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Morris v. Trost

United States District Court, S.D. Illinois

November 30, 2017

ROBERT E. MORRIS, #R71372, Plaintiff,
v.
DR. TROST, Defendant.

          MEMORANDUM AND ORDER

          J. PHIL GILBERT UNITED STATES DISTRICT JUDGE

         Plaintiff Robert Morris, an inmate who is incarcerated at Menard Correctional Center, filed a civil rights action pursuant to 42 U.S.C. § 1983 for deprivations of his constitutional rights. See Morris v. Lee, et al., No. 17-cv-00857-NJR-DGW (S.D. Ill.) (“original action”). He brought several unrelated claims against different groups of defendants in the original action. (Doc. 1, original action). On October 24, 2017, this Court severed the claims into two additional cases. (Doc. 7, original action; Doc. 1, instant case) (“Severance Order”). The instant case addresses a single Eighth Amendment claim against Doctor Trost, a doctor at Menard who allegedly cancelled a medical permit for two mattresses that was issued to Plaintiff at Stateville Correctional Center. (“Count 1, ” original action). (Doc. 1, p. 7). Plaintiff claims that Doctor Trost “deliberately” disregarded his permit and, in doing so, committed medical malpractice. (Doc. 2, pp. 10, 15-21). He seeks monetary damages against the doctor. Id.

         This case is now before the Court for a preliminary review of the Eighth Amendment claim in Count 1 and a related Illinois medical negligence claim in Count 2 pursuant to 28 U.S.C. § 1915A, which provides:

(a) Screening - The court shall review, before docketing, if feasible or, in any event, as soon as practicable after docketing, a complaint in a civil action in which a prisoner seeks redress from a governmental entity or officer or employee of a governmental entity.
(b) Grounds for Dismissal - On review, the court shall identify cognizable claims or dismiss the complaint, or any portion of the complaint, if the complaint-
(1) is frivolous, malicious, or fails to state a claim on which relief may be granted; or
(2) seeks monetary relief from a defendant who is immune from such relief.

         An action or claim is frivolous if “it lacks an arguable basis either in law or in fact.” Neitzke v. Williams, 490 U.S. 319, 325 (1989). Frivolousness is an objective standard that refers to a claim that any reasonable person would find meritless. Lee v. Clinton, 209 F.3d 1025, 1026-27 (7th Cir. 2000). An action fails to state a claim upon which relief can be granted if it does not plead “enough facts to state a claim to relief that is plausible on its face.” Bell Atlantic Corp. v. Twombly, 550 U.S. 544, 570 (2007). The claim of entitlement to relief must cross “the line between possibility and plausibility.” Id. at 557. At this juncture, the factual allegations of the pro se Complaint are to be liberally construed. See Rodriguez v. Plymouth Ambulance Serv., 577 F.3d 816, 821 (7th Cir. 2009).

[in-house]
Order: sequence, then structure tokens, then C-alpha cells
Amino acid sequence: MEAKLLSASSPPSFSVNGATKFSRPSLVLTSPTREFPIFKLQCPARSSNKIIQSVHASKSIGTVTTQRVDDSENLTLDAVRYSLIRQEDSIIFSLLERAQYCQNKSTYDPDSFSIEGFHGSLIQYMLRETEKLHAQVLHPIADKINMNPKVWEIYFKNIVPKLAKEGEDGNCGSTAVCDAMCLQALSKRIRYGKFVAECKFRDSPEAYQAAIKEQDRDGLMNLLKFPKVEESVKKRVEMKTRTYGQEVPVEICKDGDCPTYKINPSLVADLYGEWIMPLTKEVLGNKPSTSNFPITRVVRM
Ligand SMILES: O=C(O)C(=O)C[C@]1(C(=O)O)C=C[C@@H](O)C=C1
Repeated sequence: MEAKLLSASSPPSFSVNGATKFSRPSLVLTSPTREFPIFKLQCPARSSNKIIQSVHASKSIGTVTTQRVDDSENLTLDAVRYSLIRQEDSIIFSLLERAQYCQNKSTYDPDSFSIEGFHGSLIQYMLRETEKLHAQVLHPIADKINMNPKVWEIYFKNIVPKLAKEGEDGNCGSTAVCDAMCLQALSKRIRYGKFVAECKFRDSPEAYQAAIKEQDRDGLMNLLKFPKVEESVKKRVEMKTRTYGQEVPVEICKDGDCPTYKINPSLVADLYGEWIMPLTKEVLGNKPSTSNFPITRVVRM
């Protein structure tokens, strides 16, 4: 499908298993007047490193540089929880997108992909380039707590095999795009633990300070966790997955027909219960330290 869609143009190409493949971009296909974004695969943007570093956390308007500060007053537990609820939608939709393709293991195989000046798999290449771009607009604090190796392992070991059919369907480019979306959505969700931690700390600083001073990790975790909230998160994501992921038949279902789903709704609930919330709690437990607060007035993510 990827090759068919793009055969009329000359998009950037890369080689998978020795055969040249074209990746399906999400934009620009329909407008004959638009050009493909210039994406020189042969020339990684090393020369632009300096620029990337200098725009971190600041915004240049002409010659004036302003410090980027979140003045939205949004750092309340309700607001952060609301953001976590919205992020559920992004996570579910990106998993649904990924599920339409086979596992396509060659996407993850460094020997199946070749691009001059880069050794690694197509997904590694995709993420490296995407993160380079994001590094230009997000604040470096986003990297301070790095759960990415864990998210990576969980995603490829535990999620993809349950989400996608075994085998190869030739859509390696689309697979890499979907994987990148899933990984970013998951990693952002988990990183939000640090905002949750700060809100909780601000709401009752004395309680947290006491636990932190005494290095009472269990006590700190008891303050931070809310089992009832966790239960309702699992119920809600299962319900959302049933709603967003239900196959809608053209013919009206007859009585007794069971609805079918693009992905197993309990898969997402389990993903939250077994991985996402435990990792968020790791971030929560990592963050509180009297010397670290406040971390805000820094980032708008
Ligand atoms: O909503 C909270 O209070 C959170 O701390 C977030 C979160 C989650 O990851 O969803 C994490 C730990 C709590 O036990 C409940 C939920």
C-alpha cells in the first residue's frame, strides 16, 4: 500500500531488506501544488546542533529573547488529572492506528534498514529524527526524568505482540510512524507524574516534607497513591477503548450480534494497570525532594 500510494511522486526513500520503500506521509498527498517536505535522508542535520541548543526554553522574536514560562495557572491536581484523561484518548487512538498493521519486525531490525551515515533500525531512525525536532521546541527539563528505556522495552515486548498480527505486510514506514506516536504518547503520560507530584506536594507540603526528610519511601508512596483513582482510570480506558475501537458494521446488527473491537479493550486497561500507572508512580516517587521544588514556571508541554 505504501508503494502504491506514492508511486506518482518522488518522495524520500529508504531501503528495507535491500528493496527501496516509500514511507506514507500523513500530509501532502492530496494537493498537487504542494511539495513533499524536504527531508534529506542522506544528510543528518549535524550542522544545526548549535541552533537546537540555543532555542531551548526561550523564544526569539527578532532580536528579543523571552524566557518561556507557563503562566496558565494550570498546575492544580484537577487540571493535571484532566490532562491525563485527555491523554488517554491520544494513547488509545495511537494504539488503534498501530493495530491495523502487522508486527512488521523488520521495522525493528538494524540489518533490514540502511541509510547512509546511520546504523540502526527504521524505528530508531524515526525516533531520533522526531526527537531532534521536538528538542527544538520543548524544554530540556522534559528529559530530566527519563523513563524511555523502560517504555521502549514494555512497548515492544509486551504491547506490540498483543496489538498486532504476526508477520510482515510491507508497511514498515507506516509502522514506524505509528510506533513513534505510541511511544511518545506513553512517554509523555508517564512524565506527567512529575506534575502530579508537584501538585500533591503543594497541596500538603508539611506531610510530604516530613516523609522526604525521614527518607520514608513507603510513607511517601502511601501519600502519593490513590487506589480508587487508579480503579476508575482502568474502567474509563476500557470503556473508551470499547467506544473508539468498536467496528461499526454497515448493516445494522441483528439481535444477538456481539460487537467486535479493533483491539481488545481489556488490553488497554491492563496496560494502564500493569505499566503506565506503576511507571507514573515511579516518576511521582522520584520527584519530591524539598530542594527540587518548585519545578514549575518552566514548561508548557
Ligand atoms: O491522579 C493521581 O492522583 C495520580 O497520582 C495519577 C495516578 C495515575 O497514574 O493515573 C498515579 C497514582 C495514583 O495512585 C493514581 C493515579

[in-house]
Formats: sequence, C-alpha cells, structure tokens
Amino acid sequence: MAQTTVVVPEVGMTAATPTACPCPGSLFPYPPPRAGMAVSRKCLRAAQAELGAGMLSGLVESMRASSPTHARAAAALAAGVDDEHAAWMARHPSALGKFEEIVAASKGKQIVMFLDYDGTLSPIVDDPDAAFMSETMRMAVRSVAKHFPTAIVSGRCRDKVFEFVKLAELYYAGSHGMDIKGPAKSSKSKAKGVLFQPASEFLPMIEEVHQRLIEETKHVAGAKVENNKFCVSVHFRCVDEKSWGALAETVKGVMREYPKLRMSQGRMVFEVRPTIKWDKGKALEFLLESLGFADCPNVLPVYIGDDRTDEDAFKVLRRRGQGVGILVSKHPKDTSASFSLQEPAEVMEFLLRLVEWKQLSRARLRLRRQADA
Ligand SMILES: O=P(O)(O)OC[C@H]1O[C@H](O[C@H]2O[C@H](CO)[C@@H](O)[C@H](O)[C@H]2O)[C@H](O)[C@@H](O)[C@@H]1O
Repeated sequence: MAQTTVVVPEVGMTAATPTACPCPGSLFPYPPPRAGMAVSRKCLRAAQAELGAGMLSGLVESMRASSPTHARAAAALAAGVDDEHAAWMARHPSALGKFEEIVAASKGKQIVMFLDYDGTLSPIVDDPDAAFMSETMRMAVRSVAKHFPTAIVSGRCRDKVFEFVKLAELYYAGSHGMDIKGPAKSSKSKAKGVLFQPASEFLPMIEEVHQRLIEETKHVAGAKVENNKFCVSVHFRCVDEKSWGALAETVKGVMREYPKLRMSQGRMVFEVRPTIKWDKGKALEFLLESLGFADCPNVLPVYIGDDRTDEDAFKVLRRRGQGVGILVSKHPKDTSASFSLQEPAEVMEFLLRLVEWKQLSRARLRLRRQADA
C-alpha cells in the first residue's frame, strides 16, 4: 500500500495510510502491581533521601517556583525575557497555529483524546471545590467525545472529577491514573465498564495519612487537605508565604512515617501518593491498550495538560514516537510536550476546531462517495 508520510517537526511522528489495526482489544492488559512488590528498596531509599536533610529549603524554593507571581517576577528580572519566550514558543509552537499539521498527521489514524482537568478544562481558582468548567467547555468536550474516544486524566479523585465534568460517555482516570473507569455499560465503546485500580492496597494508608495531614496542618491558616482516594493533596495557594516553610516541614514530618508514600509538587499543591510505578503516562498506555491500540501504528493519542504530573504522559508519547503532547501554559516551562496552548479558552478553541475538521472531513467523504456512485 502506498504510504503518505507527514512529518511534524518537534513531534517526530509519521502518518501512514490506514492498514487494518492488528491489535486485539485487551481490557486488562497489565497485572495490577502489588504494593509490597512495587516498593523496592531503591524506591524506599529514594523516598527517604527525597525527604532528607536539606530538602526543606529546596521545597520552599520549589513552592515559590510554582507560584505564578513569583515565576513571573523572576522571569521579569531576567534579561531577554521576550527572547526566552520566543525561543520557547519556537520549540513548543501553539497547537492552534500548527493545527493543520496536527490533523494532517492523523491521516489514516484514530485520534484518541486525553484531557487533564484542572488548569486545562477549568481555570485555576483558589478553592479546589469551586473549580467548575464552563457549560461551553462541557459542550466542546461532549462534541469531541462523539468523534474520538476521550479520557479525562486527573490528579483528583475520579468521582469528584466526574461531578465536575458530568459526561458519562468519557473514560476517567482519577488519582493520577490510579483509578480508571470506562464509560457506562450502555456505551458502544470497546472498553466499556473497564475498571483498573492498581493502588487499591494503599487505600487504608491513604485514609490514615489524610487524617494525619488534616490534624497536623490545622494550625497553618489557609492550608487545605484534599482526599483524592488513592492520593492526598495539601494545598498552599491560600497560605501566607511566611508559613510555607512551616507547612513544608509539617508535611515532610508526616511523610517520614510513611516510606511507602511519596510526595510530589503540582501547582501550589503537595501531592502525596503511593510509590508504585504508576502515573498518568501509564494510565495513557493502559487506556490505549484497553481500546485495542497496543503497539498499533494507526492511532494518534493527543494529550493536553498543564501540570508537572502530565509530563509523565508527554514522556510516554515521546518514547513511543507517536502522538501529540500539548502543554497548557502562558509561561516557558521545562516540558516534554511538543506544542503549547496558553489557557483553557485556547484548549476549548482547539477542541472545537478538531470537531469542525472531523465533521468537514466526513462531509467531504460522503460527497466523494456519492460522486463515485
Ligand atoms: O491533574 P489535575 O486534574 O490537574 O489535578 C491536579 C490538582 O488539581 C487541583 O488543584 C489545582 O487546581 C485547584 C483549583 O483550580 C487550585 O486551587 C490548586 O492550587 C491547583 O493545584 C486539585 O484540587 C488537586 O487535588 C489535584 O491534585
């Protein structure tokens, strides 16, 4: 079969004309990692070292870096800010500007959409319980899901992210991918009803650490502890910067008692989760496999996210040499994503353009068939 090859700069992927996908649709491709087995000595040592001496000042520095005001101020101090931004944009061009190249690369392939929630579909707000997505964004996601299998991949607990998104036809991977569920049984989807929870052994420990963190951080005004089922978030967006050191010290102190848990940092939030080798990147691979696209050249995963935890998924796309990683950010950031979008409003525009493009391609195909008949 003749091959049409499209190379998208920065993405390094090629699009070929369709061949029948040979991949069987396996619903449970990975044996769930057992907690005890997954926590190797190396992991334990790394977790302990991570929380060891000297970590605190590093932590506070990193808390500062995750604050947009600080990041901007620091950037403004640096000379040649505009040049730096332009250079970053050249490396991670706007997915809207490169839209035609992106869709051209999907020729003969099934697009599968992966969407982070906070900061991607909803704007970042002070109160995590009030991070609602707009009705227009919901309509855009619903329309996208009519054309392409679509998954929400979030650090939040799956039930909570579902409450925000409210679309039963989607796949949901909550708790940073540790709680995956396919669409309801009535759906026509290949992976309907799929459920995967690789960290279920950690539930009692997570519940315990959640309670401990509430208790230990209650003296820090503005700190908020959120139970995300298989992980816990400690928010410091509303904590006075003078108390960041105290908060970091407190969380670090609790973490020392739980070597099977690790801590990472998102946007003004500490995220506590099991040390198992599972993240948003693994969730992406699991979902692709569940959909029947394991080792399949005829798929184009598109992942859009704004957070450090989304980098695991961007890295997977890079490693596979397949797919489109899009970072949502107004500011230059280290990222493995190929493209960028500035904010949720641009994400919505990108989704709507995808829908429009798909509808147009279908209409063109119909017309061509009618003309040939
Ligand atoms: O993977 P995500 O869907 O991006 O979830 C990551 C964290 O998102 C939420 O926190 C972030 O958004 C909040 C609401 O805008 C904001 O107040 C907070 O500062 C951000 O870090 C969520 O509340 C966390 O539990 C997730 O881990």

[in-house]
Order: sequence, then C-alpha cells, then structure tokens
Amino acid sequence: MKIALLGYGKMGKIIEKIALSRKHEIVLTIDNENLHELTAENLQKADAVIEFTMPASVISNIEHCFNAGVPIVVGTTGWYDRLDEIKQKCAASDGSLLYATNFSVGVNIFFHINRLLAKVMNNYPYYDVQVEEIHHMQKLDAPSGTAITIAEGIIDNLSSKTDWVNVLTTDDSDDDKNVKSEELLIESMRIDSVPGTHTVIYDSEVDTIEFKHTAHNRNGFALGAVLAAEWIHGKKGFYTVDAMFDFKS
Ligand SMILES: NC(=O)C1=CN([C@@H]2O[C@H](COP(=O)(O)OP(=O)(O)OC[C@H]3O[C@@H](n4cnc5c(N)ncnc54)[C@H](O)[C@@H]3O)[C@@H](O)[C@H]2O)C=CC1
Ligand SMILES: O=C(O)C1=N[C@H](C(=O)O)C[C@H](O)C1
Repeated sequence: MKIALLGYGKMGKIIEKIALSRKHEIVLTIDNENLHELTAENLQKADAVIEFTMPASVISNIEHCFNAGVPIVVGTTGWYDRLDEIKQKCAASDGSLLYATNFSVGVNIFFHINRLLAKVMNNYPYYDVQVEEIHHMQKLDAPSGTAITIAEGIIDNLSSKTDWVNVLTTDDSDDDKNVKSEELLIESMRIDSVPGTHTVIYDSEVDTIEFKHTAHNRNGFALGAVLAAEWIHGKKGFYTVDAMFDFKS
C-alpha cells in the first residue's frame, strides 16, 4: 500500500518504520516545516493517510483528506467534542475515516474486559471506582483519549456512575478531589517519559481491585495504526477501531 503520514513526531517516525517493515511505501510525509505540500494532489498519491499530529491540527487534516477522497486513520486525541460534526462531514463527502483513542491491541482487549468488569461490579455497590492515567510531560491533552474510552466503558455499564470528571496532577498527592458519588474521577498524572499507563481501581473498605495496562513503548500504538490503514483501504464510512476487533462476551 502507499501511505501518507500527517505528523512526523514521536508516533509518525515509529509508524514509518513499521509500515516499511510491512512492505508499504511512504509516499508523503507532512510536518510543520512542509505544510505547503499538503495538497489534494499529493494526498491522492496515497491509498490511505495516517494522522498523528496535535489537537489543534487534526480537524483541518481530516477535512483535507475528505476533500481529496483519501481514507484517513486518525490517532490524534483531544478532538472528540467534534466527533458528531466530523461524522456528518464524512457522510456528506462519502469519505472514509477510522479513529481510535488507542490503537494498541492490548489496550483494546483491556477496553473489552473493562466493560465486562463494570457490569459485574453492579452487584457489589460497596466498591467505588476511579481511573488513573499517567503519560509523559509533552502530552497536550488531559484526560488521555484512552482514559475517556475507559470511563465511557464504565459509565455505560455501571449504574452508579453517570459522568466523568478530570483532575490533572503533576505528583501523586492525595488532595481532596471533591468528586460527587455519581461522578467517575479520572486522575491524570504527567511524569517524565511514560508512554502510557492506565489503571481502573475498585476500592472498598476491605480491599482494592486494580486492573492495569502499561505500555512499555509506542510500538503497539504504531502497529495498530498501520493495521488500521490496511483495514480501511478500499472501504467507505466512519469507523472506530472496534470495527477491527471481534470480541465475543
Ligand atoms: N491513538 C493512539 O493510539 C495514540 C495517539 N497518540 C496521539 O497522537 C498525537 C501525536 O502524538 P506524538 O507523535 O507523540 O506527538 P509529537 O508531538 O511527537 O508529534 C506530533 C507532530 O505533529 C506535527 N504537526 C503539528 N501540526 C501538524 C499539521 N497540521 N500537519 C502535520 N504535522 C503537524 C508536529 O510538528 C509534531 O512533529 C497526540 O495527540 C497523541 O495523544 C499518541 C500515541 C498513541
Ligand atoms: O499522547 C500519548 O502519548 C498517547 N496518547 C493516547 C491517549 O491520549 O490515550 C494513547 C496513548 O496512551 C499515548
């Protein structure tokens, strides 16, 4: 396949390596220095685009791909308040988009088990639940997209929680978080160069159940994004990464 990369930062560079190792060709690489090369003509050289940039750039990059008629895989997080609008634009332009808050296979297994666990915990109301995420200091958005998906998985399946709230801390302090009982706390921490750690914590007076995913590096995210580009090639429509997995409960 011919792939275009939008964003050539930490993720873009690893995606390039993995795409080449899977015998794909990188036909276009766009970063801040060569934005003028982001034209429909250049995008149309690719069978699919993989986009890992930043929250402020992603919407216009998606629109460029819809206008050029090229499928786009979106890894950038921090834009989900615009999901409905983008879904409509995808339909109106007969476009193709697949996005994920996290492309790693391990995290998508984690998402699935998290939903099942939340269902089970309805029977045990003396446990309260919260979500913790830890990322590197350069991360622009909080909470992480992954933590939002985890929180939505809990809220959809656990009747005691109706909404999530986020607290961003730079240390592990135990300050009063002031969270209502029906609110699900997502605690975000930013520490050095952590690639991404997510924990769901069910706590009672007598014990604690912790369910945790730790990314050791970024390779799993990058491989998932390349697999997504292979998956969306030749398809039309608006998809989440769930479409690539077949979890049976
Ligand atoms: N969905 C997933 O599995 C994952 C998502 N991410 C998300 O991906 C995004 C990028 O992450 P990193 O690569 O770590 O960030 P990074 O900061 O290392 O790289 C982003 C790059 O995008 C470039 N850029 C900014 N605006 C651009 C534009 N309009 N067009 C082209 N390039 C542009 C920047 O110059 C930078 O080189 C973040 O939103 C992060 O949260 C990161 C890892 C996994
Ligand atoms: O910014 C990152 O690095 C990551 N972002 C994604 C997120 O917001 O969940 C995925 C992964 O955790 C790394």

The Complaint

         The Complaint indicates that Plaintiff suffers from chronic back pain. (Doc. 2, pp. 10, 17-19). During his incarceration at Stateville Correctional Center, he received a medical permit for two mattresses. (Doc. 2, pp. 10, 15-21). Doctor Obasi, the prison medical director, issued a one-year permit on March 15, 2016. (Doc. 2, pp. 10, 17).

         After transferring to Menard on November 26, 2016, Plaintiff met with Doctor Trost on December 7, 2016. (Doc. 2, p. 10). The doctor took notice of the permit and also noted that it expired on March 15, 2017. Id. Without examining Plaintiff's back or considering his complaints of chronic pain, Doctor Trost decided to cancel the permit. Id. As a result, Plaintiff suffered from “excruciating pain and agony.” Id. He filed a grievance seeking reinstatement of the permit. (Doc. 2, pp. 18-19). In the grievance, he rated his back pain as an “11” on a scale from “1” to “10, ” where “10” represents the highest level of pain. Id. He also requested physical therapy. Id. Plaintiff's grievance was denied. (Doc. 2, pp. 20-21). Plaintiff now claims that Doctor Trost committed medical malpractice when cancelling his permit and subjecting him to ongoing pain. (Doc. 2, p. 10).

         Discussion

         To facilitate the orderly management of future proceedings in this case, and in accordance with the objectives of Federal Rules of Civil Procedure 8(e) and 10(b), the Court deems it appropriate to re-characterize the severed claim in Plaintiff's pro se Complaint (Doc. 2) into the following two counts:

Count 1 - Eighth Amendment deliberate indifference claim against Trost for failing to honor the two mattress medical permit issued when Plaintiff was incarcerated ...

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